Global food security and nutrition

  • "People need to be able to feed themselves according to their needs. To this end, they must either have the possibility to produce their own food or they must obtain sufficient income in order to buy food."

This is stated in the Right to Food. 

However, no other human right is violated as frequently as this one. Unless it is embedded as a central subject in countries‘ national policies, it is seldom realised in a sustainable manner. 

  • The “Voluntary Guidelines to support the progressive realisation of the Right to Food” summarise the regulatory and institutional framework that is needed to actually enforce this right. 

These guidelines were adopted by the FAO Member States in 2004. They provide important guidance for more governmental responsibility and good governance in the fight against hunger and malnutrition.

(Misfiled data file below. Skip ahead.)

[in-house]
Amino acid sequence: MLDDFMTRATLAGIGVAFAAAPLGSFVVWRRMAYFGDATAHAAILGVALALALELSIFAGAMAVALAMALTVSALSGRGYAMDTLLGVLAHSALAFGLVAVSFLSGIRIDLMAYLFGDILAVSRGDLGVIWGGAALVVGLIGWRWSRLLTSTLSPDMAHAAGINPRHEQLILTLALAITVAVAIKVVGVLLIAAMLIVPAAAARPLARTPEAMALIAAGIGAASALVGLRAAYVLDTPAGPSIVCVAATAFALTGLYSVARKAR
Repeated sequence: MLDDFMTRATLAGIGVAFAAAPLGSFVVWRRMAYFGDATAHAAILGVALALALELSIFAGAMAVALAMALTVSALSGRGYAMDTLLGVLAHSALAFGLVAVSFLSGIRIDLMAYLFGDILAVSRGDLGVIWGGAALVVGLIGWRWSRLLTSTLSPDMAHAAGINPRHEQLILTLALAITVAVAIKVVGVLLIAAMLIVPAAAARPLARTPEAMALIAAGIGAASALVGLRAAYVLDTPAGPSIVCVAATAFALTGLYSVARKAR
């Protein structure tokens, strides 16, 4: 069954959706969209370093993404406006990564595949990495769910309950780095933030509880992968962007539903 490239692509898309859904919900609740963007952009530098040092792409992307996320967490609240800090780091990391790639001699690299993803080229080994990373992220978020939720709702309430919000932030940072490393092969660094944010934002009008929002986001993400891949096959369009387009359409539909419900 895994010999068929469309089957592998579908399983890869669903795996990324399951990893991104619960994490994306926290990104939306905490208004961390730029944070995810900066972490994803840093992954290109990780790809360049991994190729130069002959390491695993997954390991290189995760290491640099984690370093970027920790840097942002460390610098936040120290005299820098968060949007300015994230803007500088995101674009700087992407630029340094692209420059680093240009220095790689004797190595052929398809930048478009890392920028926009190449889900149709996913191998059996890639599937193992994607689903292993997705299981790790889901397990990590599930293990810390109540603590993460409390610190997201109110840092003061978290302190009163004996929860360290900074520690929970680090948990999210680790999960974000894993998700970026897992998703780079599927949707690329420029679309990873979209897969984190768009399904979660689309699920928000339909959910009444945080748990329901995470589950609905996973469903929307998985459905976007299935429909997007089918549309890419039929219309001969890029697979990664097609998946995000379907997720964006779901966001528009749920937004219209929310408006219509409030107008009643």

BMEL gave substantial support to the development of these voluntary guidelines and has, right from the outset, championed this rights-based approach to food security via the Bilateral Trust Fund. 

BTF projects assist developing countries 

  • in strengthening the Right to Food in their political agenda and 
  • in creating suitable political, legal and institutional conditions. 

At international level, BMEL has worked to ensure that the Right to Food was embedded, as a cross-cutting issue, in the objectives and organisational structure of FAO.